Tweetdeck is a free Twitter management tool with a streamlined interfaced, advanced features and the ability to monitor multiple accounts.
Twitter isn’t just for connecting with other users and chatting: it’s an insightful source for market trends and has even been used to try to predict the Dow Jones Industrial Average.
With so millions of users and overwhelming amounts of information, it is common sense to use filtering to present Twitter activity in a way that can be understood. Consider using this social media dashboard and leverage he excellent features available to make life easier.
How To Use
Tweetdeck is accessed as an in-browser app. The easiest way to access the dashboard is by visiting https://tweetdeck.twitter.com after signing in to your Twitter account.
This will become your master account. Other accounts may be added.
Once you’re inside the app itself you can begin adding “columns” which act as a way to split all the data passing through Twitter into individual categories:
Like other other apps, it interface directly with the Twitter API and can do everything from sending, receiving and scheduling Tweets to monitoring, searching and curating keywords.
This software is so good that Twitter went ahead and bought the software in 2011 from one Iain Dodsworth, an independent developer.
- I see a lot of free third party Twitter apps fall by the wayside because the developer can fall foul of the API changes.
If an app developer doesn’t update the app to comply with the Twitter policy changes, the app can cease to function and cause issues for anyone depending on whatever they’ve set it up to do.
Now that Twitter own Tweetdeck, there’s no chance of that happening.
The scheduling functionality is useful if you want to push out a message at a certain time or on certain days. A lot of people set this up so they do not have to be at the computer at the time the message is published to their Twitter timeline.
It’s like I’ve given myself an extra pair of hands. You leverage your time.
You can schedule messages minutes, hours, days, weeks and months in advance without having to be at the computer.
My strategy is to use scheduled Tweets to share lots of useful, evergreen content with my network but I’ll still log into Twitter and add other content manually as the automatic stuff goes out.
For example, I run a small business tweetchat called SmallBizHour and I set up five questions to be auto tweeted at set times between 9pm and 10pm every Tuesday.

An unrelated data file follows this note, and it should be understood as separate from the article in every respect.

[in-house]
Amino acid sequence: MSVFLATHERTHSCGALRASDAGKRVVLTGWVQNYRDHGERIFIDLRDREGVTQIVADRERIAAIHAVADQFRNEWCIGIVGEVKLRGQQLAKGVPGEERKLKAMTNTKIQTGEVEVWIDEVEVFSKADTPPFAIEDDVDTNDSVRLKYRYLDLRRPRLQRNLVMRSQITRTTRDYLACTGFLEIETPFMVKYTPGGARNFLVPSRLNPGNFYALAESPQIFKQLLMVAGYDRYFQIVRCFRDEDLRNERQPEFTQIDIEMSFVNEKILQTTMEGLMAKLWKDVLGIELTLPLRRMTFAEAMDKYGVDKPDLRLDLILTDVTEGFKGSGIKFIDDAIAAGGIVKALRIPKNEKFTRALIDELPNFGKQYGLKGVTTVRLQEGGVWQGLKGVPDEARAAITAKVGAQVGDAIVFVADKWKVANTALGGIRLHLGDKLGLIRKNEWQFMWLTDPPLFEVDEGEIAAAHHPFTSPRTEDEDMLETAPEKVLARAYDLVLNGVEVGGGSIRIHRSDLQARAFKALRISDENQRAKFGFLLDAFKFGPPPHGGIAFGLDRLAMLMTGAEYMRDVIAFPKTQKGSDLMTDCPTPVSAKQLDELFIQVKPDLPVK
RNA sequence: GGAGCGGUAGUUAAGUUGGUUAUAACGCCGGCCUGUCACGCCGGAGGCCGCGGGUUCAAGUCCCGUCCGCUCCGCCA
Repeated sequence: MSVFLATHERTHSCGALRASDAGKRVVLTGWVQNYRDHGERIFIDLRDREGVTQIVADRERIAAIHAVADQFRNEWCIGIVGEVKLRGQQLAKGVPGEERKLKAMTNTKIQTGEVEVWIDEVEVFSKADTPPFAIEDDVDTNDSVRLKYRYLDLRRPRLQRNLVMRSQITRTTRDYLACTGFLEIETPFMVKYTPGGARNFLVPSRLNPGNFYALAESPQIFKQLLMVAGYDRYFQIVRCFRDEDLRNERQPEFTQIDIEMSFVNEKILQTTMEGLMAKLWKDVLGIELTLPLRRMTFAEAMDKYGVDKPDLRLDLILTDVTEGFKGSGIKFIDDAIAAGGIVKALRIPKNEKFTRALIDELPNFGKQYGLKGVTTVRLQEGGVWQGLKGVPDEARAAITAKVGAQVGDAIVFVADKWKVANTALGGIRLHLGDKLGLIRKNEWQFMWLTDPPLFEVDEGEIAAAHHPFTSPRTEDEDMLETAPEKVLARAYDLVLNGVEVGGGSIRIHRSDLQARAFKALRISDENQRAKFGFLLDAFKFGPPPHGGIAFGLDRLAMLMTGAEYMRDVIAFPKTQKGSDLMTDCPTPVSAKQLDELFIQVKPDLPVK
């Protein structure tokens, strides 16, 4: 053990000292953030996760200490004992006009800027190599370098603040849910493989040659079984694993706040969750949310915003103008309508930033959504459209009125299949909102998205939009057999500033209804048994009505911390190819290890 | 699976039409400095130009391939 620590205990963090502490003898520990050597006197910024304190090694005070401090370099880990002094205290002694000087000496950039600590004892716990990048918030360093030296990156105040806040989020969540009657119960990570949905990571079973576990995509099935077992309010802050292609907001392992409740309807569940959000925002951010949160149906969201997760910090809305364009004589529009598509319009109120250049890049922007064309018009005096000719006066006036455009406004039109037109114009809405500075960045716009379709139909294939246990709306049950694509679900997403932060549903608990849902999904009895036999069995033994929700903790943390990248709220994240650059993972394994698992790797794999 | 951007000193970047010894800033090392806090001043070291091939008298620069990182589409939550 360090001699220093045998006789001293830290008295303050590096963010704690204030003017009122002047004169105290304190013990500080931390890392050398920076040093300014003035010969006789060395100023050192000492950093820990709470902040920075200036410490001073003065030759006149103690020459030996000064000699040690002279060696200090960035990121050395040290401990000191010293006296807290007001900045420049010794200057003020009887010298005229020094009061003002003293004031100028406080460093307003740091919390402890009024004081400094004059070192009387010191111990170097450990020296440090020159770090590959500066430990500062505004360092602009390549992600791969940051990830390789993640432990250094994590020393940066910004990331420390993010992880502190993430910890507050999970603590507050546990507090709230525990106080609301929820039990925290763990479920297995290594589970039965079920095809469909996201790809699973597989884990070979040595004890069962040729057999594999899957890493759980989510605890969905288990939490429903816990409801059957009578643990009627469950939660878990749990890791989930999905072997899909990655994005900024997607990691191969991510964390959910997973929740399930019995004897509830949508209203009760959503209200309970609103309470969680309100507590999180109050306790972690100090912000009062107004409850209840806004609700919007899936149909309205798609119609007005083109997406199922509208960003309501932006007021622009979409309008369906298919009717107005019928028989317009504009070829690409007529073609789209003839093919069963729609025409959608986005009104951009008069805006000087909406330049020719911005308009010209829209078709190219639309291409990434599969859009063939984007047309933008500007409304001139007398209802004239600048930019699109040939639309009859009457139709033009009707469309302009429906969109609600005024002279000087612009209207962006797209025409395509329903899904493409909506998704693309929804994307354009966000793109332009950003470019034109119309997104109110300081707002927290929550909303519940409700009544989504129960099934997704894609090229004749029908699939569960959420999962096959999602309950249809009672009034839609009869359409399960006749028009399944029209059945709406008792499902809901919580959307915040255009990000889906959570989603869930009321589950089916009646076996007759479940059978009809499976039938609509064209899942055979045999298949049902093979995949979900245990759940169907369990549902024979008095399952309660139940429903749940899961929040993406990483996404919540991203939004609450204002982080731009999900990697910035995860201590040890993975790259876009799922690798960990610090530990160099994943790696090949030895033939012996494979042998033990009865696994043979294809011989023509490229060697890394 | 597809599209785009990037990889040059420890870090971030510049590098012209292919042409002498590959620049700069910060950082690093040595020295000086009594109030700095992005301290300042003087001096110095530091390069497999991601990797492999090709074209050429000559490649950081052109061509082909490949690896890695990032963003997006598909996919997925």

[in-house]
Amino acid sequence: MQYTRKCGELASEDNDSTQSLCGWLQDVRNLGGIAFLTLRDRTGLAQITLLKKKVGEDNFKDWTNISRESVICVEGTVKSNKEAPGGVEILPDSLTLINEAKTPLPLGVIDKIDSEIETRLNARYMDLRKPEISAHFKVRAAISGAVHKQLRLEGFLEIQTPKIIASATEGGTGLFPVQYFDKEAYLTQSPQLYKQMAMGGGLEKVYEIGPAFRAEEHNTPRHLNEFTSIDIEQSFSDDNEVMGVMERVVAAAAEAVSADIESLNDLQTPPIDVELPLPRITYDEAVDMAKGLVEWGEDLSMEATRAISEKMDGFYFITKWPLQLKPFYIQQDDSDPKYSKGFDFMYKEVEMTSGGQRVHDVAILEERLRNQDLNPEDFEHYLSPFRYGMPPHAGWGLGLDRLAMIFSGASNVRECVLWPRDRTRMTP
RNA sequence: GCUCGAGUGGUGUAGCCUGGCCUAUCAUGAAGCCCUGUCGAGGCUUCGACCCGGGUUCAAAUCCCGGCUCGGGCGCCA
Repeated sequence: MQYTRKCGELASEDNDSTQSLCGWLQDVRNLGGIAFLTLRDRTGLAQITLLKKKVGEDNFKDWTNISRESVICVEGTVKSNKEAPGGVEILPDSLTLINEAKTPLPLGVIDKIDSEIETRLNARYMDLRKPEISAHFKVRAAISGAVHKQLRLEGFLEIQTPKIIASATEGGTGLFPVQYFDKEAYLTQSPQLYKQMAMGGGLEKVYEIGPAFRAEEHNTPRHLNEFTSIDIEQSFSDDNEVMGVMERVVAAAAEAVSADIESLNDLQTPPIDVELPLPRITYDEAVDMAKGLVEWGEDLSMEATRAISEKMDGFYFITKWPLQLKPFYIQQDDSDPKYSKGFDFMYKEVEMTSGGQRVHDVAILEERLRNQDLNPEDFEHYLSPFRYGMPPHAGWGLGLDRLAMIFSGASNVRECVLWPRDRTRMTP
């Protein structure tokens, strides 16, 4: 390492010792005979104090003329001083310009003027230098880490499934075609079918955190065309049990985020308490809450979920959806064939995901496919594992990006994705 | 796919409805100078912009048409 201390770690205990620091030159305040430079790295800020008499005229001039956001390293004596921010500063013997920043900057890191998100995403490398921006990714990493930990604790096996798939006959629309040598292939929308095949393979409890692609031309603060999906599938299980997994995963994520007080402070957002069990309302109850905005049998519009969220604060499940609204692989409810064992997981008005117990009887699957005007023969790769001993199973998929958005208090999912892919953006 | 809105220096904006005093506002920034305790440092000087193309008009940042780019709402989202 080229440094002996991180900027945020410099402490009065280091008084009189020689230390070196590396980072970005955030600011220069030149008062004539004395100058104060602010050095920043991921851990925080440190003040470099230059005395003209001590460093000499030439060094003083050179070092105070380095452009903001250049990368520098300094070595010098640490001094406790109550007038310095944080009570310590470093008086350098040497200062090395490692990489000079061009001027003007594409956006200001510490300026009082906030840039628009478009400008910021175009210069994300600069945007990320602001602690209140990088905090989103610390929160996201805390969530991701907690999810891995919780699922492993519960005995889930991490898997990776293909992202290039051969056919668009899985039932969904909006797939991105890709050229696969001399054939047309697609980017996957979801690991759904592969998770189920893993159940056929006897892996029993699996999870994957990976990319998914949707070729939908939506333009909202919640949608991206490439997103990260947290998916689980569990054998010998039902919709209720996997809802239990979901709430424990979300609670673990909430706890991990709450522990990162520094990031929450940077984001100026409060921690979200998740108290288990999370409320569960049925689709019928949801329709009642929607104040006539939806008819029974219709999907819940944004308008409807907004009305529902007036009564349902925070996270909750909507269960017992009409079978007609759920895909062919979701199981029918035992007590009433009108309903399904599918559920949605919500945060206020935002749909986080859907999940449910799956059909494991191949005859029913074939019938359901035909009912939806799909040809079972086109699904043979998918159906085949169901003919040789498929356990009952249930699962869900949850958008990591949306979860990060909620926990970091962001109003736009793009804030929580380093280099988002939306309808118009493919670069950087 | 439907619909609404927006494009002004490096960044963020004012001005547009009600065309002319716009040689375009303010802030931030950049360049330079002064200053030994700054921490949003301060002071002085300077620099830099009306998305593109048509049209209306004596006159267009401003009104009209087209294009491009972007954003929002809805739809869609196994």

- Regardless of how automated the approach is, you must be there in the background keeping an eye on things.
Remember to actually turn up and socialise!
Here’s how I have been using scheduling: I participate in weekly Twitter tweetchats. For one hour each week a group of people come together to discuss a particular topic.
I like to schedule tweets with custom screenshots and hashtags to publish automatically because I’m always too busy chatting to create graphics there and then.
I’m still present on Twitter – interacting – but having some tweets publish automatically in the background is like having two versions of me at the computer.
The feature you might find yourself most grateful for is the option to add multiple accounts to a single dashboard.
While you’ll have a master account (usually the very first Twitter account you use to activate Tweetdeck) you can add other accounts any time as long as you know your username and password.
If you want, you can Tweet from multiple accounts simultaneously.
The data/Tweets of the entire Twitter universe can be observed in isolation. You can either look at your own account activity or at the activity of other accounts.
One thing this is great for is monitoring mentions of specific hash tags or keywords.
If you have a product or service and you know people on Twitter are talking about it, it makes sense to set up a column programmed to detect and serve up Tweets containing references to your keywords.
This is customer feedback, whether or not the users realise they are providing it.
The other opportunity here is that you can provide customer service or even intervene where there might have been a misunderstanding and stop it from spreading.
Under my web design Twitter account, I chastised GoDaddy when their email servers crashed one time, causing me much inconvenience.
When I tweeted about them, I was frustrated and half talking to myself. It didn’t take long for a customer service rep to reply to my Tweet.
@IlkestonWeb How is it failing? Let me know what domain it’s for, and I’ll check on this for you. ^NF
— GoDaddy Help (@GoDaddyHelp) November 7, 2014
That is brand monitoring right there.
Tweetdeck Video Overview
Watch this video to discover more about this outstanding free management and data segmentation dashboard for Twitter: